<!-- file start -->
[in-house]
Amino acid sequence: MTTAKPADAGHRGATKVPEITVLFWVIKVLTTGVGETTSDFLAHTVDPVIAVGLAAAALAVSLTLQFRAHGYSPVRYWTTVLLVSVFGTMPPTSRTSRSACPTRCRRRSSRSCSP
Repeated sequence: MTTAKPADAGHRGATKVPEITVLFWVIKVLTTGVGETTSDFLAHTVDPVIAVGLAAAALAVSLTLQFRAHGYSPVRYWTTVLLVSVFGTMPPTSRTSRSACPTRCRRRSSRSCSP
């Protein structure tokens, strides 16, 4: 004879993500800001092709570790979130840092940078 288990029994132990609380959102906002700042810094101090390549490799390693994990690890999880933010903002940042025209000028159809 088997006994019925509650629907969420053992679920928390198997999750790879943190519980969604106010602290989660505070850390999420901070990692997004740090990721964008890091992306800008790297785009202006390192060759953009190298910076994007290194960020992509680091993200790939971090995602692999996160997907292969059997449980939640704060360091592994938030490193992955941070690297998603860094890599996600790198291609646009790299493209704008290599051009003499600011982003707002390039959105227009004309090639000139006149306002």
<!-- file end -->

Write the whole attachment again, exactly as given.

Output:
[in-house]
Amino acid sequence: MTTAKPADAGHRGATKVPEITVLFWVIKVLTTGVGETTSDFLAHTVDPVIAVGLAAAALAVSLTLQFRAHGYSPVRYWTTVLLVSVFGTMPPTSRTSRSACPTRCRRRSSRSCSP
Repeated sequence: MTTAKPADAGHRGATKVPEITVLFWVIKVLTTGVGETTSDFLAHTVDPVIAVGLAAAALAVSLTLQFRAHGYSPVRYWTTVLLVSVFGTMPPTSRTSRSACPTRCRRRSSRSCSP
């Protein structure tokens, strides 16, 4: 004879993500800001092709570790979130840092940078 288990029994132990609380959102906002700042810094101090390549490799390693994990690890999880933010903002940042025209000028159809 088997006994019925509650629907969420053992679920928390198997999750790879943190519980969604106010602290989660505070850390999420901070990692997004740090990721964008890091992306800008790297785009202006390192060759953009190298910076994007290194960020992509680091993200790939971090995602692999996160997907292969059997449980939640704060360091592994938030490193992955941070690297998603860094890599996600790198291609646009790299493209704008290599051009003499600011982003707002390039959105227009004309090639000139006149306002």